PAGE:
Power industry leaders announced that energy-smart technologies - microcomputers - being developed at Pacific Northwest National Laboratory and installed in electric-consuming appliances could play a key role in protecting the power grid and making it more efficient.
Rob Pratt, a PNNL researcher who managed the GridWise project, said the yearlong test involved installing energy smart technologies in 112 homes on the Olympic Peninsula.
The results were promising. Consumers could save 10 percent on their electric bills while making the power grid more brown-out-proof.
The project saw participating homeowners choose their energy consumption based on real-time information provided by the energy-smart devices and analytic tools about the availability of electrical power and its costs. The homeowner was free to turn up the heat and pay the price, or cut back a little and save.
"Consumers had total control. The study showed (they) were willing to make adjustments," said Pratt.
Another aspect of the test had automatic control devices installed on water heaters and clothes dryers at 150 homes in Washington and Oregon. The devices would switch their heating elements on and off automatically depending on the availability of power.
"Appliances are dumb as stone. If we give them a little bit of smarts, they can reduce the load if the grid is threatened," he said.
Those devices operated by detecting energy demand on the entire grid. If it was high, then the device turned off household appliances. If low, the appliance could keep drawing power.
Pratt said peak loads on the grid were cut by an average of 15 percent.
"This is managing the grid from the demand side," Pratt said.
Putting energy-saving choices in the hands of consumers allows them, and ultimately, utilities, to save money, Pratt said. It could help put off construction of additional electrical generation facilities, potentially resulting in as much as $70 billion in delayed infrastructure costs over the next two decades.
IBM was a partner in the GridWise demonstration project. Ron Ambrosio, global research leader for IBM, said the company designed software for running the test that included a model of real-time market pricing and demands.
Other participants in the demonstration project were PacifiCorp, Portland General Electric, the City of Port Angeles and Clallam County Public Utility District No. 1.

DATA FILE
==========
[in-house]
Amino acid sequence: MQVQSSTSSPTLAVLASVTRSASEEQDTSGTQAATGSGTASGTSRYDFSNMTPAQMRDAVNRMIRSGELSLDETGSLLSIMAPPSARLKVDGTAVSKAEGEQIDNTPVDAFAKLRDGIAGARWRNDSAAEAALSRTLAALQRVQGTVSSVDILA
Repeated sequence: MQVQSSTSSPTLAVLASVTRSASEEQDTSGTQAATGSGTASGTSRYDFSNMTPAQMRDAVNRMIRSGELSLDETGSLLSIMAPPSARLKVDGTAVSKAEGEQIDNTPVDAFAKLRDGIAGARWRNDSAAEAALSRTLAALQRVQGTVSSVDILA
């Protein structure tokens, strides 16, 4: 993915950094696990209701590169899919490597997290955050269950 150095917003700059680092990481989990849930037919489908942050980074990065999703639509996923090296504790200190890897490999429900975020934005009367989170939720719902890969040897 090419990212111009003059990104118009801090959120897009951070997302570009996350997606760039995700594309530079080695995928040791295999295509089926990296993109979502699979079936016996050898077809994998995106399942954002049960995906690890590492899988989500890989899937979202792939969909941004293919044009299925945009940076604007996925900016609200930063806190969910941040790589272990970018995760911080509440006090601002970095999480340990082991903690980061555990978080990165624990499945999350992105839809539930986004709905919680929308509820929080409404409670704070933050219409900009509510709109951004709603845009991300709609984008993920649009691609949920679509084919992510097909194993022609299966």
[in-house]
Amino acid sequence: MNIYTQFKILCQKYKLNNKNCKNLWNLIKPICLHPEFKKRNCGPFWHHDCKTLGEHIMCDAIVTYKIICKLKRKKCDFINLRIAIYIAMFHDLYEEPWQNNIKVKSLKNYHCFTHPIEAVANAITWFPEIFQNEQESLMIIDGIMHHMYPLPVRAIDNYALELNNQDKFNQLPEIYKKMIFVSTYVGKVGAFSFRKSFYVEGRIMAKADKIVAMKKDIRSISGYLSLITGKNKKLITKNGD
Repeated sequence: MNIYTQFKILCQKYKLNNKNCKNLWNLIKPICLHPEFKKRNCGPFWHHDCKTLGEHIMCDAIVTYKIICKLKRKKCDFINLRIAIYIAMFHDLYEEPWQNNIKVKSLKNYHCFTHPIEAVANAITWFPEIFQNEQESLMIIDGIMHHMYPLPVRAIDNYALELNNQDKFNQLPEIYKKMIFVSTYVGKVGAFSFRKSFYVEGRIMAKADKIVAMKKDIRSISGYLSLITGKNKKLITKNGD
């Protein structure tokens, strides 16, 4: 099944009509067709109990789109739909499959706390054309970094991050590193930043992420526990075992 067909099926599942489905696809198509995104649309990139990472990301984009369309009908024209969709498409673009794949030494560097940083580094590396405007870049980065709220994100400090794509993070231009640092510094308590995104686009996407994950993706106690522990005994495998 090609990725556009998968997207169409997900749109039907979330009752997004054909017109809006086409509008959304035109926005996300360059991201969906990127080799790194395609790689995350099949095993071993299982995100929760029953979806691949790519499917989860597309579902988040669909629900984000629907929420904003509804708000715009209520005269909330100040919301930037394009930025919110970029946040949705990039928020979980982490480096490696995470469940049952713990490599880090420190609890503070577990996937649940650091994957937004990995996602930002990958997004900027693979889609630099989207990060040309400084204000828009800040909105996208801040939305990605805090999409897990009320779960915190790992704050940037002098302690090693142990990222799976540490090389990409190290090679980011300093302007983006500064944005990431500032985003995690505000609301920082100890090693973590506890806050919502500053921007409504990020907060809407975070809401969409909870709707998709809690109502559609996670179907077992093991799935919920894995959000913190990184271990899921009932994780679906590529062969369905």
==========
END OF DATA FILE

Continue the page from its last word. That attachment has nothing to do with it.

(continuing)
Pratt said the technology is ready to go. "This is not on the lab bench," he said.
But it will be at least five years before the devices are installed. It will take time to bring the per home costs down from $1,000 to $500 or less.
Pratt said the next big challenge is to convince policy makers and regulatory agencies on a state-by-state basis to see the value of the technologies.
Jerry Brous, 67, of Sequim, a participating homeowner, said the devices installed on his thermostat and computer were "super easy to use."
An LED on his thermostat signaled when energy costs were going up based on demand. He could choose to have more or less heat, or set the thermostat to a level that would react to price fluctuations so he could keep his energy bill down.
"We often accepted what the system offered. There was tremendous flexibility," he said. The system worked by having energy demand and pricing data sent to his computer, which through a wireless connection directed the thermostat to follow whatever settings and pricing parameters the homeowner wanted.
"You learn how much you are willing to tolerate," Brous said.
Pratt said PNNL staff worked on the project for two years, with much of the $2.5 million in funding coming from the Department of Energy.
"We have a lot of technical companies ready to go, but we have to convince the public utility commissions in the states (that) it is good for residential consumers," Pratt said.
Ultimately, Ambrosio said the nation's economy stands to gain the most.
"We don't want electricity to end up like oil, being a big drag on our economy," he said.